After weeks of focussed attention on a computer screen and decoding obfuscated messages from gdb and other “tools” I needed a break. I wanted something small and fast. The first book I picked up, “Calcutta chromosome” by Amitav Ghosh, turned out to be a mistake. Amitav Ghosh writes high literature about common-place life, not suited, at all, for a person suffering from attention deficiency.
After about 10 pages, I gave up on that (mind you I will pick that up again when I can bring myself to focus). Then on the way to a disappointing movie on the importance of greed (“Wall Street II”) I came across a nice small Asimov book. Having read (and liked) the foundation series and a couple of short stories of his, I scanned through the first few pages. I couldn’t put it down. 2 days later, I finished it!
The book, in story format, is a study in time-travel and discusses the pros and cons of time travel. Going into much detail about a possible way in which time-travel can be “discovered” and its maintenance thereof, Asimov’s ideas are beautifully detailed and connected with a lot of logic and, more importantly, imagination. Science is never boring with professor Asimov, especially with his characteristic twist in the tail.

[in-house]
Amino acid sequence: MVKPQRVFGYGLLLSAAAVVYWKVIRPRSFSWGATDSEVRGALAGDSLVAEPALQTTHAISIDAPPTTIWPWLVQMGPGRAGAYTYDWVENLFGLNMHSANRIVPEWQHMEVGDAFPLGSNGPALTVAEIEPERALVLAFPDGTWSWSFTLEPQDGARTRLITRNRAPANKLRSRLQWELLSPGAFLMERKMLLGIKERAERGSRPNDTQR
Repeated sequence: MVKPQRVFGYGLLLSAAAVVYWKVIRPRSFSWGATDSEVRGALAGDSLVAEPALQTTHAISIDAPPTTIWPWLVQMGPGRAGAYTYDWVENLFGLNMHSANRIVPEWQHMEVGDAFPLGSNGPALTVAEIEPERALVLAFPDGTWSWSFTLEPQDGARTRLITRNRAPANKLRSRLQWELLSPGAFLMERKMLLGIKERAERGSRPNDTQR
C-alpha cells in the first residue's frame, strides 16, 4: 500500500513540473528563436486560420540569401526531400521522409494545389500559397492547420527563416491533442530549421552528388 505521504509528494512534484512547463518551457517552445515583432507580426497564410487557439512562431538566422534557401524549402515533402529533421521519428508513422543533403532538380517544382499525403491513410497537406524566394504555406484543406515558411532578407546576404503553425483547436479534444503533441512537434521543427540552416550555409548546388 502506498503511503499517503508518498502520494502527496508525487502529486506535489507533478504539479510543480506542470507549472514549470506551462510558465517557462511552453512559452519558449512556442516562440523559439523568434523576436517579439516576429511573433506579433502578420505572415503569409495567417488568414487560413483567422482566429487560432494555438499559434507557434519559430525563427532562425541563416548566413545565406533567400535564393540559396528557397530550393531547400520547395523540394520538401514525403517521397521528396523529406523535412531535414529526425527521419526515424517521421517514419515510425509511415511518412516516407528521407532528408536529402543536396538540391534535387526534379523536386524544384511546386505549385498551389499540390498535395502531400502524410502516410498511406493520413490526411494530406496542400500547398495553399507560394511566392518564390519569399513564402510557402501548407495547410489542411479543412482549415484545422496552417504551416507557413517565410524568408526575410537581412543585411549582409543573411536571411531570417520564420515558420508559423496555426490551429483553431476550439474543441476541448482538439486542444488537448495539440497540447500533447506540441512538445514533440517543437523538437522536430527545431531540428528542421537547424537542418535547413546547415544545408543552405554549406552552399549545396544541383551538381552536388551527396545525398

Andrew Harlan is a technician, his job is to “fix” reality in various centuries, for the “greater good” of mankind. By using Tensor calculus he is able to arrive at, and implement, the “Minimum Necessary Change” required in a current reality to bring about a preferred target reality. All goes well until Cupid’s arrows, travelling in time, prick him. How will reality change?
The book has quite an interesting background as well. But its full of spoilers, I would advise reading the book first and then reading the link.